By the age of seven, the never-ending fighting between my parents led to divorce. I remember the day that my mom loaded up me and my brothers and sisters in her attempt to start a new life for us. My dad wasn’t in the picture much, so I know my mom became lonely, which led to her trying to fill her loneliness with the wrong type of men. On New Year’s Eve of 1992, my mom left me alone with one of these men. That night he overstepped the line with me physically, and for the next eight years, many of the men who my mom brought into our home would repeatedly overstep those same lines.

By the age of 15, I began to realize that this type of behavior was wrong. That same year, my mom introduced me to drugs, and I felt that using drugs was the way for me to earn my mother’s love and affection. Using drugs was also a way for me to escape the shame, guilt and pain that I felt inside. As a result of drugs being introduced into my life, my grades in school quickly went from A’s and B’s to me dropping out of school altogether.

I moved to an abusive home with a man who said he would love and care for me. This was a move that would continue my dependence upon drugs, and as if things were not bad enough, the same year my mom was diagnosed with breast cancer. When I was 17, my grandparents found out their daughter had cancer and moved to Alabama to help care for me and my mom. My grandparents quickly became my best friends. I found love and affection there, and they required nothing of me in exchange for their love.

Two years later, at the age of 19, I was pregnant with my first child and my mom passed away. After my daughter’s birth and my mom’s death, I dove back into drugs as a way to cope with my pain. My addiction to drugs was in high gear, and I had to find a way out and pay for this habit. I started forging checks as a way to pay for my use, which soon led me to prison for the next several years.

I was released into the care of the Lovelady Center in July of 2013. It was here that I would learn of the Lord Jesus Christ and His love for me. I learned that He paid the penalty of my sin and rescued me from my life of despair. I now have been clean for ten months, and I look forward to celebrating a year of sobriety in just two short months. Being at the Lovelady Center has taught me a new way of living, depending on Jesus instead of the drugs. I learned that there is a way out of abuse and drugs, and that way is Jesus Christ.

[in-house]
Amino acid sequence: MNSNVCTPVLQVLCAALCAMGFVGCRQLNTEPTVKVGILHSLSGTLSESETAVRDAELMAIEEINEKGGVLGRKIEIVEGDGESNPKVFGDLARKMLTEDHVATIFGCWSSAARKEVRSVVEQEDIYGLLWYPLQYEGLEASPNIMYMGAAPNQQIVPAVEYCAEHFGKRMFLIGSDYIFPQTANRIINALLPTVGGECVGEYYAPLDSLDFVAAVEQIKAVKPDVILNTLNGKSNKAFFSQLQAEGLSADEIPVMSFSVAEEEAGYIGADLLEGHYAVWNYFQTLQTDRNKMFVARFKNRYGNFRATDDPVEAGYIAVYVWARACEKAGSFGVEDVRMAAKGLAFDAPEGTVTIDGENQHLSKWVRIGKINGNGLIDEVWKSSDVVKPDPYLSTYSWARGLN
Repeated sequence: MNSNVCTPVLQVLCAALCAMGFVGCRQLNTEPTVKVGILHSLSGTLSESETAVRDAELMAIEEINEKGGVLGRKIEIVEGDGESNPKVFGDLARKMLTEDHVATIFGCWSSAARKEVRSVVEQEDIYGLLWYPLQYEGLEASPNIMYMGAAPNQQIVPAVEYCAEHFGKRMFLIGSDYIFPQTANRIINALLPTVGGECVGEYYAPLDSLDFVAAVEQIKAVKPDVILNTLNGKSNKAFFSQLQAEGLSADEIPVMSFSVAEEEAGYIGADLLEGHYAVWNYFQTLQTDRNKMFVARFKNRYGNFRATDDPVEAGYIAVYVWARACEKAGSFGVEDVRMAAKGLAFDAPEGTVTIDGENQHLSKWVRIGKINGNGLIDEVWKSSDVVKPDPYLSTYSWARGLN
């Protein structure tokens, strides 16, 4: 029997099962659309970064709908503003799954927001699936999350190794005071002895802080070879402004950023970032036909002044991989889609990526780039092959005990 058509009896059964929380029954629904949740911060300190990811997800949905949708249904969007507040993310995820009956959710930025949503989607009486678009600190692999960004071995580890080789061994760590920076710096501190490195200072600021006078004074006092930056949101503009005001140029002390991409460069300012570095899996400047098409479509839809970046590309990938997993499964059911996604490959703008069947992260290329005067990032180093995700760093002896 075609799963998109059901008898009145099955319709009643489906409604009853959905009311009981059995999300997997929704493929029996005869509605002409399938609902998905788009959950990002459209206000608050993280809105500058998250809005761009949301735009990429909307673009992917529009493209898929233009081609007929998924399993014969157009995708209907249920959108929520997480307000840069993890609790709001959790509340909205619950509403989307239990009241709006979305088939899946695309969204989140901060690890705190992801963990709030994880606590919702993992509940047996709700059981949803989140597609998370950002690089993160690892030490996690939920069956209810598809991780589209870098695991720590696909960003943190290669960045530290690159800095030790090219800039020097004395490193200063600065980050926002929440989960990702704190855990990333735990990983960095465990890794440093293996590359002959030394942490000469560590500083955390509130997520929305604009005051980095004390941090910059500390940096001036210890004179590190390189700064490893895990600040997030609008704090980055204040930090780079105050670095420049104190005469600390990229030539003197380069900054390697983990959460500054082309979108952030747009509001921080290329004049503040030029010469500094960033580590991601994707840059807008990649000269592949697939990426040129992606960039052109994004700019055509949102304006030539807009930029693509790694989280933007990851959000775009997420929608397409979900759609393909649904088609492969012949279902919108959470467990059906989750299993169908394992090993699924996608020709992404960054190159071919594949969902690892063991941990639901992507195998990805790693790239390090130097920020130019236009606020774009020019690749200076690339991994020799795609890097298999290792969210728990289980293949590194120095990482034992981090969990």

In March of this year I was afforded the opportunity to attend the Job Readiness Workshop at WorkFaith Birmingham. During this workshop I learned how to put a resume together, how to deal honestly and ethically with potential employers about my past and help them to see the changes that I made which will carry me down a different path. I will say being in each class gave me the confidence I needed to get a job. I graduated WorkFaith Birmingham on Wednesday, March 18th, and by Friday, March 20th, I got the job of my dreams.

I now work at Caldwell Mill Animal Clinic, and I know I would not have this job if it wasn’t for WorkFaith Birmingham. My goal in life is to show women like me that they can move forward in life through the power of the gospel. And lastly, Brook Hills did not underestimate the gospel, for it is the power of God for salvation for everyone who believes.

Pastor David: This is Jubilee. This is celebrating. This is better than some trumpet guy shouting it out. Like, this is a chance to start over and it’s a chance that we all have to be a part of by God’s grace in our own lives and as a reflection of God’s grace in others’ lives. I didn’t even know when I decided, okay, we need to be in Leviticus 25 today. I didn’t know that it was planned, already scheduled, that this afternoon there was a training for those who wanted to be a part of this ministry, volunteering as mentors, as mock interviewers and other things. It’s kind of late for you guys, but I was able to tell the earlier worship guys that they could be a part of that, and a ton of people came as a result of this morning.

But that doesn’t mean there’s no outlet for you. So even when we finish tonight, I know Keith, our Pastor of Local Missions who oversees this whole picture, as well as Tracy and others, will be out in the lobby and would love to connect with you. But this is the picture. Your life is not your own. You’re a servant. He’s the owner; we are stewards. We’re recipients of extravagant grace, and so we ask the question, how are we going to reflect this extravagant grace? By working to give the poor a chance to succeed and living to share the gospel with those in need.

Now I want to be really, really careful here, that we don’t get a picture of Tracy or maybe others with similar stories, maybe similar paths, as that’s someone in need. I want us to realize the picture is—and this is what this Table reminds us of every single week—we’re all in need. We’re all in need. Where would any of us be apart from the grace of God, the mercy of God, the second chances of God? This Table is a reminder to us every week that apart from the body and the blood of Christ, apart from the gospel, His love for us expressed in Christ, we shudder to think where we would be. But because of His grace, He’s met us at our deepest point of need, so now it just makes sense for that grace to overflow from us.

What is the Year of Jubilee?

  • It happened…
    • Every fiftieth year. 
  • It involved…
    • The return of everyone’s land.
    • The restoration of everyone’s freedom
  • It was…
    • Good news for the poor.
    • Sobering news for the wealthy

What Was Its Purpose?

  • To acknowledge the holiness of God.
  • To support healthy families.
  • To prevent hopeless poverty.
  • To promote holistic worship.
  • To foreshadow hope in Christ.

How Does This Apply To Our Lives?

  • God is the owner of all things.
    • We are His stewards
  • God is the Savior of His people.
    • We are His servants
  • God gives second chances to us.
    • We are recipients of extravagant grace. 
  • God gives clear commands to us.
    • We now reflect His extravagant grace.
        • We work to give the poor a chance to succeed.  
        • We live to share the gospel with those in need.
David Platt

David Platt serves as a pastor in metro Washington, D.C. He is the founder of Radical.

David received his Ph.D. from New Orleans Baptist Theological Seminary and is the author of Don’t Hold Back, Radical, Follow MeCounter CultureSomething Needs to ChangeBefore You Vote, as well as the multiple volumes of the Christ-Centered Exposition Commentary series.

Along with his wife and children, he lives in the Washington, D.C. metro area.